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Since thread execution happens in a pool, and is not guaranteed to queue in any particular order, then why would you ever create threads without the protection of synchronization and locks? In order to protect data attached to an object's state (what I understand to be the primary purpose of using threads), locking appears to be the only choice. Eventually you'll end up with race conditions and "corrupted" data if you don't synchronize. So if you're not interested in protecting that data, then why use threads at all?

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primary use of threads: simulate concurrent (independent?) processing... – Carlos Heuberger Nov 29 '09 at 12:39
up vote 10 down vote accepted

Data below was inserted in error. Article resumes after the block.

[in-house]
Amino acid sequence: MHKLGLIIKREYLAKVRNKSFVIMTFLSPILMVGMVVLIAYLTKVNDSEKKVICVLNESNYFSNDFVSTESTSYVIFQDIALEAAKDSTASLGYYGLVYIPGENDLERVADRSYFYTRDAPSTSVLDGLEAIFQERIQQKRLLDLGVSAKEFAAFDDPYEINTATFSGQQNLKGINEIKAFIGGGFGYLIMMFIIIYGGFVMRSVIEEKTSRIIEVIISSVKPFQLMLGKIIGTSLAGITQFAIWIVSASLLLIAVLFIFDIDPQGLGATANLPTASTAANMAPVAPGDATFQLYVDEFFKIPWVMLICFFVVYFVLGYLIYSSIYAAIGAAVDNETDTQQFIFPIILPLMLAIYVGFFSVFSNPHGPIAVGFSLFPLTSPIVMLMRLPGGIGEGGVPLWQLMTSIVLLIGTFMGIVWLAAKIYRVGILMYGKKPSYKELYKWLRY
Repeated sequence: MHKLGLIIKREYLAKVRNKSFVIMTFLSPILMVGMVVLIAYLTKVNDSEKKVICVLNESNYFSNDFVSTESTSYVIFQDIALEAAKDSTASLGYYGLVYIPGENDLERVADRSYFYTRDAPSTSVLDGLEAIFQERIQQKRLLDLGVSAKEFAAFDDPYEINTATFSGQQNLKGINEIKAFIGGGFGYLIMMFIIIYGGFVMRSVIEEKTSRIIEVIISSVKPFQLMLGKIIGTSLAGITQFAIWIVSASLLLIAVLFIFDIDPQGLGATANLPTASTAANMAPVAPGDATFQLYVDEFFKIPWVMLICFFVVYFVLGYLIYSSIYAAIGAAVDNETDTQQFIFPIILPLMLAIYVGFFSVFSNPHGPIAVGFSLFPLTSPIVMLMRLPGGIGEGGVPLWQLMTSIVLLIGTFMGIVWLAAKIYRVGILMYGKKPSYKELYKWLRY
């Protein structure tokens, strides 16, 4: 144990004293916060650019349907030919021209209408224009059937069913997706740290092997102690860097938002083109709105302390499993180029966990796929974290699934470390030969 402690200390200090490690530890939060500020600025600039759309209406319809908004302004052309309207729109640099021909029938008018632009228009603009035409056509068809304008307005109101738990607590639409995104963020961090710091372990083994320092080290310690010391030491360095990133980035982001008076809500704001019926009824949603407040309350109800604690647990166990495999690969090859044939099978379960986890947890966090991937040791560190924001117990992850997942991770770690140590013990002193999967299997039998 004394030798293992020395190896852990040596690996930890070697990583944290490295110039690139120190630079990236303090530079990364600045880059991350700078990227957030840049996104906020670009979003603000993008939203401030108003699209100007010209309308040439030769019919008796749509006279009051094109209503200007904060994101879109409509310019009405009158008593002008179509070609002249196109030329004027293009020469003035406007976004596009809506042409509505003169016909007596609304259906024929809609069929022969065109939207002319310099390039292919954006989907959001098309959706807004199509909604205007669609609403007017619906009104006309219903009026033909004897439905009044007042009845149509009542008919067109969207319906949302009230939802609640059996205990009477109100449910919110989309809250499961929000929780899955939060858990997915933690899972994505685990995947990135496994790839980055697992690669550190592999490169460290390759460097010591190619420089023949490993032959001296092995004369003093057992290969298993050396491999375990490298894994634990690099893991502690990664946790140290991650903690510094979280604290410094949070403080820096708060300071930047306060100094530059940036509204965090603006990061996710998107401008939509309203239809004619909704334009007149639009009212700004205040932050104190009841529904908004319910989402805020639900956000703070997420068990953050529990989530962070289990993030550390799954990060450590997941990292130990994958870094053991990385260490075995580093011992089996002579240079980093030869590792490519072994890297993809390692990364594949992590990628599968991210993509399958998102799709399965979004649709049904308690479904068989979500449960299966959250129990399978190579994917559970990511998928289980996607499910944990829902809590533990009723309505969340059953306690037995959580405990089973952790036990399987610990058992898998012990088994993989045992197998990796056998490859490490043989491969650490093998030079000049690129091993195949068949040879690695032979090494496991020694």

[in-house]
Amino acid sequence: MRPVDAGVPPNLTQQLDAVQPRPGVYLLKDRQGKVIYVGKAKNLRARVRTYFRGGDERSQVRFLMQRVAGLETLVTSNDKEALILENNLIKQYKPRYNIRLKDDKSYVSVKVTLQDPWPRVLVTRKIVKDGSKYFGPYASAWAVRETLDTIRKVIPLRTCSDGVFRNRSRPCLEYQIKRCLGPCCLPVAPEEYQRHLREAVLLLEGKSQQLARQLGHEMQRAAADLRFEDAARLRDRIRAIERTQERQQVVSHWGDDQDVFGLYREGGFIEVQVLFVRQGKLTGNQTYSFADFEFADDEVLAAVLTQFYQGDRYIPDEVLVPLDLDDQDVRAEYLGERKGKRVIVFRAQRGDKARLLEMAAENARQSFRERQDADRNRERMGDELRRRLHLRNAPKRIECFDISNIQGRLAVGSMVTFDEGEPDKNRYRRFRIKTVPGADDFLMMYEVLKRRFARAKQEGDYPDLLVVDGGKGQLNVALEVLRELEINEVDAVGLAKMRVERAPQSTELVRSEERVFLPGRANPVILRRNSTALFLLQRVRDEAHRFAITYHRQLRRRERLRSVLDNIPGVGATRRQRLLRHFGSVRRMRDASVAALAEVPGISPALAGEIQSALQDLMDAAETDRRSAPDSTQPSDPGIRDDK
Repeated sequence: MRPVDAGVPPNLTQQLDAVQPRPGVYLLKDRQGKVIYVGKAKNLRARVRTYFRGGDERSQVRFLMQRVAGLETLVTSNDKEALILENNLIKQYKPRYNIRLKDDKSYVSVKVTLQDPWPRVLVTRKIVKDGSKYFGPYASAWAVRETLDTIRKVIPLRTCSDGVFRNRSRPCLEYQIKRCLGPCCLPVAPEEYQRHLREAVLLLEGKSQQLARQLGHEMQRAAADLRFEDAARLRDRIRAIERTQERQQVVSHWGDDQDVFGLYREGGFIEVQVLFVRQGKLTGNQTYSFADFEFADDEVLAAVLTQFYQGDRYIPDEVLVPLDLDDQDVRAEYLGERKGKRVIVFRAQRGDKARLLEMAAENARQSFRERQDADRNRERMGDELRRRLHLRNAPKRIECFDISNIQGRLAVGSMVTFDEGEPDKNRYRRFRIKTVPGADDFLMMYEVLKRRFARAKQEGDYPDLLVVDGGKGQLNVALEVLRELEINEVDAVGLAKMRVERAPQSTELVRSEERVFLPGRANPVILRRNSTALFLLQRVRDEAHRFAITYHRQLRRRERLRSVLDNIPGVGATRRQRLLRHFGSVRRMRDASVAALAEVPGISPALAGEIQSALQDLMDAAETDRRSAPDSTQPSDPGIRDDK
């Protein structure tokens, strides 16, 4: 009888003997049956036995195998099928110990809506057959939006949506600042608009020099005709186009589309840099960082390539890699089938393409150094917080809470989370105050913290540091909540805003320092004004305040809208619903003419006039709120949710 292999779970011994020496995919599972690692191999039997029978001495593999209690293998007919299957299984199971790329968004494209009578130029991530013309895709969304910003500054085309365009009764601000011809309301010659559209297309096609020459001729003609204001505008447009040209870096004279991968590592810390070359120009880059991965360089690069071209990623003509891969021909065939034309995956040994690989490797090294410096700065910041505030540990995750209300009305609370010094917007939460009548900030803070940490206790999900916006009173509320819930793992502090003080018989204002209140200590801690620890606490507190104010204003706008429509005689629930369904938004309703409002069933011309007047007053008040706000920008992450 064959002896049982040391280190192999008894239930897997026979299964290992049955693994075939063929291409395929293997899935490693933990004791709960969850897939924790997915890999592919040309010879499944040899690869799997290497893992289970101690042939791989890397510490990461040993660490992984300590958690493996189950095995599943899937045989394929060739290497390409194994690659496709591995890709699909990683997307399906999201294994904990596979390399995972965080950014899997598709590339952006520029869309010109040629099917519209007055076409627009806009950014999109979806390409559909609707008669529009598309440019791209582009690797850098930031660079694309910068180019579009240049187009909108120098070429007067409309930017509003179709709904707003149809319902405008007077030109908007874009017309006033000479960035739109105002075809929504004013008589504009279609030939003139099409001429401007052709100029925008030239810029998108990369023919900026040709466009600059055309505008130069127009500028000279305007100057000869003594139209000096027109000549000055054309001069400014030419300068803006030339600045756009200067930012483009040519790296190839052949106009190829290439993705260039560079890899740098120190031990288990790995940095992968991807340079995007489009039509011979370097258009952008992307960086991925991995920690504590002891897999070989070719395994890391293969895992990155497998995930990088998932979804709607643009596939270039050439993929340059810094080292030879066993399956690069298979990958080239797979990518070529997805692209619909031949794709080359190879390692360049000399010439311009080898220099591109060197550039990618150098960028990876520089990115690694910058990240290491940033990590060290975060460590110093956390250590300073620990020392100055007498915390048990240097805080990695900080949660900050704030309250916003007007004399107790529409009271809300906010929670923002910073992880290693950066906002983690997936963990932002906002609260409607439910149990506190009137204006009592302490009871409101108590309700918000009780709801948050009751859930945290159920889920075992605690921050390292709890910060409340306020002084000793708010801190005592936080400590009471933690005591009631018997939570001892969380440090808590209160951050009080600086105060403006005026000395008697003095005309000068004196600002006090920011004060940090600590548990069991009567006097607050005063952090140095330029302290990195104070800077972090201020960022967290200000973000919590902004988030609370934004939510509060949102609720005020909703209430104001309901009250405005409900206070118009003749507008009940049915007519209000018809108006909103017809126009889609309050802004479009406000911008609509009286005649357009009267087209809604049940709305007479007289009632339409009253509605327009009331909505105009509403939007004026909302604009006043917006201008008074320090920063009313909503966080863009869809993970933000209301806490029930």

If there's no shared mutable data, there's no need for synchronization or locks.

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+1. Although, if I may offer a suggestion, I think changing to "If there is no shared, mutable data..." would be more precise and useful. – Grundlefleck Nov 29 '09 at 14:58
Precisely so. Thank you for the correction. I've edited the answer. – duffymo Nov 29 '09 at 15:36

Delegation, just as one example. Consider a webserver that gets connect requests. It can delegate to a worker thread a particular request. The main thread can pass all the data it wants to the worker thread, as long as that data is immutable, and not have to worry at all about concurrent data access.

(For that matter, both main thread and worker thread can send all the immutable data to each other they want, it just requires a messaging queue of some sort, so the queue may need synchronization but not the data itself. But you don't need a message queue to get data to a worker thread, just construct the data before the thread starts, and as long as the data is immutable at that point, you don't need any synchronization or locks or concurrency management of any sort, other than the ability to run a thread.)